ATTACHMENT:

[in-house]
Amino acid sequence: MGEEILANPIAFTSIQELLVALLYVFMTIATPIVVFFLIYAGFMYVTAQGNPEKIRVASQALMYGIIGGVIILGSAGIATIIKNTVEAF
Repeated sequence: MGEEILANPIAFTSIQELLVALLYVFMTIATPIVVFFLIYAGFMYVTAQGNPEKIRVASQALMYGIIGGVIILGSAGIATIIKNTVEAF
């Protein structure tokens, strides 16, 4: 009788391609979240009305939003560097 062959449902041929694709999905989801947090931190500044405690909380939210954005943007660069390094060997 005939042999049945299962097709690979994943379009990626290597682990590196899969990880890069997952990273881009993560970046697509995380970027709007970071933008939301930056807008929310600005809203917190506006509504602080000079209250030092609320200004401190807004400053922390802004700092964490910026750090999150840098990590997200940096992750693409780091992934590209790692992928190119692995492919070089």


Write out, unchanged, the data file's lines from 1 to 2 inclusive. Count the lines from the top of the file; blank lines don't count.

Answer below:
[in-house]
Amino acid sequence: MGEEILANPIAFTSIQELLVALLYVFMTIATPIVVFFLIYAGFMYVTAQGNPEKIRVASQALMYGIIGGVIILGSAGIATIIKNTVEAF